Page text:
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Wednesday, 23 October

Stop in the Name of Love - Supremes Make Anti-Pollution Ruling

Many readers will be aware that Justices at the UK's highest court - the Supreme Court - have ordered the Government and the Mayor of London to stop pollution before it breaks our hearts and our health. There was no river deep enough or mountain high enough to keep it from you...we have a summary direct from the Justices mouths.

On the application of ClientEarth (the Appellant) v Secretary of State for the Environment, Food and Rural Affairs (the Respondent), Justices Lord Neuberger (President), Lord Mance, Lord Clarke, Lord Sumption and Lord Carnwath found in favour of ClientEarth.

 

Background to the appeal

 The proceedings arose out of the admitted and continuing failure of the United Kingdom since 2010 to secure compliance in certain zones with the limits for nitrogen dioxide levels set by European Union law, under Directive 2008/50/EC. In a judgment of 1 May 2013, the Supreme Court referred certain questions to the Court of Justice of the European Union (CJEU) concerning the interpretation of articles 13, 22 and 23 of the Directive. Article 13 laid down limit values 'for the protection of human health'; in respect of nitrogen dioxide, certain limits 'may not be exceeded' from the relevant date, i.e. 1 January 2010.

Article 22 provided a procedure for a member state to apply to the European Commission to postpone the compliance date for not more than five years in certain circumstances and subject to specified conditions. Article 23 imposed a general duty on member states to prepare air quality plans for areas where the limits were exceeded. By the second paragraph of article 23(1), in cases where 'the attainment deadline (was) already expired', the air quality plans must set out appropriate measures, so that the period for which the member state would be in exceedance of the limits can be kept 'as short as possible'. Where an application was made under article 22, the air quality plan had to include the information listed in Annex XV, section B of the Directive. This included information on 'all air pollution abatement measures' considered, including five specified categories of measures, such as for example (d) measures to limit transport emissions.

 

Some of the national media are now claiming that diesel vehicles such as busses and taxis will find themselves severely restricted and the value of second-hand diesel cars will plummet as the government and cities around the country clamp down on the 'nasty polluters'.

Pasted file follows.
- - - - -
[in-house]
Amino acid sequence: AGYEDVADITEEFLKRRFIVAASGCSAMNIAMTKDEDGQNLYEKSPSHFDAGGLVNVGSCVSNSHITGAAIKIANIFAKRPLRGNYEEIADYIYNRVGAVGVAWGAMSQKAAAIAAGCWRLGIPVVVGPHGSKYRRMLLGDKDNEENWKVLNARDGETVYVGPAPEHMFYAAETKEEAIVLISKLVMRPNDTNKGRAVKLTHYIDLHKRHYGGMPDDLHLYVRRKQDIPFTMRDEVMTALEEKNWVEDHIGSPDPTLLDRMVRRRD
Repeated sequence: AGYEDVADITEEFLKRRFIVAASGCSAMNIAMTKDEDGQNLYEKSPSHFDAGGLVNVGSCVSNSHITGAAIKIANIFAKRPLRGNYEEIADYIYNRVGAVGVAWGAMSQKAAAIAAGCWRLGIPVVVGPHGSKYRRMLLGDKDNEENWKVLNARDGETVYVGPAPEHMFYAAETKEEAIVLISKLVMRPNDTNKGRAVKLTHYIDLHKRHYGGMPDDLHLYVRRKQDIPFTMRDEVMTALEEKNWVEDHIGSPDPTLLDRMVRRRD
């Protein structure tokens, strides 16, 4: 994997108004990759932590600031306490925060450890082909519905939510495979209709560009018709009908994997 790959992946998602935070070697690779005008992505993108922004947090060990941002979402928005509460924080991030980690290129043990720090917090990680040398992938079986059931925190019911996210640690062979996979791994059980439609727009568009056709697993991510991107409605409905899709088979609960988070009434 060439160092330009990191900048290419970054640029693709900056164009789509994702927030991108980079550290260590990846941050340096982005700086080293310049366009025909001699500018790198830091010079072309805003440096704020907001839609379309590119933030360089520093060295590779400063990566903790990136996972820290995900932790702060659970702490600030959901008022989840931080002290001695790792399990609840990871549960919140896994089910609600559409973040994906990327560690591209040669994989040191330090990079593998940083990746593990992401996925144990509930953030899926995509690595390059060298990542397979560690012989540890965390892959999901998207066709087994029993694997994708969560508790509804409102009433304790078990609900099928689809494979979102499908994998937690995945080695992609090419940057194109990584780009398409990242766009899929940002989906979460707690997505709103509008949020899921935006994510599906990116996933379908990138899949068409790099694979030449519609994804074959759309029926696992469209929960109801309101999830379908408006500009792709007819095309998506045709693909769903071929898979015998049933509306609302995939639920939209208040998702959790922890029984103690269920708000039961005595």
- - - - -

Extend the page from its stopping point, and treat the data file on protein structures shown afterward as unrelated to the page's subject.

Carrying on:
ClientEarth argued that the UK was required by article 22 to apply for postponement in respect of all zones where compliance with the air quality limits could not be met by the original deadline. The Secretary of State had not applied to postpone the deadline for some of the UK’s noncompliant zones. He had instead produced air quality plans in 2011 under article 23, predicting compliance would not be achieved until 2025. The Secretary of State argued that it was not required to apply for postponement under article 22.

 

Previous judgement

In a judgment of 1 May 2013, The Supreme Court declared the UK to be in breach of article 13, and referred the following questions to the CJEU:

(1) Where in any zone of the UK the state has not achieved conformity with the nitrogen dioxide limit values by the 2010 deadline, is a member state obliged to seek postponement of the deadline in accordance with article 22?

(2) If so, in what circumstances (if any) may a member state be relieved of that obligation?

(3) To what extent (if at all) are the obligations of a member state which has failed to comply with article 13 affected by article 23?

(4) In the event of non-compliance with articles 13 or 22, what remedies must a national court provide?

The CJEU answered these questions in a judgment dated 14 November 2014 which then lead-on to this weeks' case which considered what further orders, if any, should be made by the Supreme Court.

 

Judgment

The Supreme Court unanimously ordered that the government must submit new air quality plans to the European Commission no later than 31 December 2015. Lord Carnwath gave judgment with which all members of the Court agreed.

Although there was some jiggery-pokery around whether complying with one clause absolved the government of not complying with another  and whether this was simply a 'technicality' issue of not applying to extend a deadline, the Justices took the view that the answer to the fourth question was the ultimate 'decider' - it is for the national court to take 'any necessary measure' so that the authority establishes the plan required by the Directive in accordance with the conditions laid down.

The Secretary of State’s argument that there was no basis for an order quashing the 2011 plans, nor a mandatory order to replace them, was rejected. The critical breach is of article 13, not of articles 22 or 23. The CJEU judgment leaves no doubt as the seriousness of the breach, which has been continuing for more than five years, nor as to the responsibility on the national court to secure compliance.

 

Things have deteriorated

Further, during those five years the prospects of early compliance have become worse (2014 projections predicting non-compliance in some zones after 2030). The Secretary of State accepted that a new plan has to be prepared. The new government should be left in no doubt as to the need for immediate action, which is achieved by an order that new plans must be delivered to the Commission not later than 31 December 2015.

Picture with thanks to the London Green Party: Trouble ahead - plans to cut pollution in the UK's cities must be submitted to Europe by the end of this year.

Article written by Brian Shillibeer

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